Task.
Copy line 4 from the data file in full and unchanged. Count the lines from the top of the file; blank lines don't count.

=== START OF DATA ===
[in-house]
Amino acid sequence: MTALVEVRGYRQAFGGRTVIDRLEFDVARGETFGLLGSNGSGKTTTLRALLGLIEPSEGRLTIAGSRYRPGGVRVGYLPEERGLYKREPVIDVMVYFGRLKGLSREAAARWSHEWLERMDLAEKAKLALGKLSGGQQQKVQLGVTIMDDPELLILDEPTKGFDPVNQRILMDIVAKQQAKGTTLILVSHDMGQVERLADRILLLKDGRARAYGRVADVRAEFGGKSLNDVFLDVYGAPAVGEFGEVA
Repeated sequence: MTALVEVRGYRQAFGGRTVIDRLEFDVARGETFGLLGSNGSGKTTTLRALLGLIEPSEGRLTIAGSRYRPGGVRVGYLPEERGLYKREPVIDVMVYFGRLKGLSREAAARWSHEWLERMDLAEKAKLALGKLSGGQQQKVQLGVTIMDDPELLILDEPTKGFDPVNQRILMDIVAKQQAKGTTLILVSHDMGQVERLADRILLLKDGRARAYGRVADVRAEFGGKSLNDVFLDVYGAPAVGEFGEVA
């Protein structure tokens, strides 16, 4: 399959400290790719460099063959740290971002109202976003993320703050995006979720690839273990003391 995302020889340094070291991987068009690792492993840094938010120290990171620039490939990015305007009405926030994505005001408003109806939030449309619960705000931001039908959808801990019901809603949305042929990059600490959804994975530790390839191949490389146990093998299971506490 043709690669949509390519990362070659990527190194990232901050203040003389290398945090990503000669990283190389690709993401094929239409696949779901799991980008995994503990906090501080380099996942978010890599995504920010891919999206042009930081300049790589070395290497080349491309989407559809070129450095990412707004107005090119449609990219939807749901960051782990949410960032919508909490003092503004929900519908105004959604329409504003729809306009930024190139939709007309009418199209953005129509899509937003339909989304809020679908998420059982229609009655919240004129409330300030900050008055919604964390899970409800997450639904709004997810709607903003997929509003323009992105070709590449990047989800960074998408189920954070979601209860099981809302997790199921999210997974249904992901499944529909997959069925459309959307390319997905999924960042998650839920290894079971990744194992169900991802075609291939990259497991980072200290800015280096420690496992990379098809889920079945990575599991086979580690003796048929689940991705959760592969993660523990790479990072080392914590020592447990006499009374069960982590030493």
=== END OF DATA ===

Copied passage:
């Protein structure tokens, strides 16, 4: 399959400290790719460099063959740290971002109202976003993320703050995006979720690839273990003391 995302020889340094070291991987068009690792492993840094938010120290990171620039490939990015305007009405926030994505005001408003109806939030449309619960705000931001039908959808801990019901809603949305042929990059600490959804994975530790390839191949490389146990093998299971506490 043709690669949509390519990362070659990527190194990232901050203040003389290398945090990503000669990283190389690709993401094929239409696949779901799991980008995994503990906090501080380099996942978010890599995504920010891919999206042009930081300049790589070395290497080349491309989407559809070129450095990412707004107005090119449609990219939807749901960051782990949410960032919508909490003092503004929900519908105004959604329409504003729809306009930024190139939709007309009418199209953005129509899509937003339909989304809020679908998420059982229609009655919240004129409330300030900050008055919604964390899970409800997450639904709004997810709607903003997929509003323009992105070709590449990047989800960074998408189920954070979601209860099981809302997790199921999210997974249904992901499944529909997959069925459309959307390319997905999924960042998650839920290894079971990744194992169900991802075609291939990259497991980072200290800015280096420690496992990379098809889920079945990575599991086979580690003796048929689940991705959760592969993660523990790479990072080392914590020592447990006499009374069960982590030493």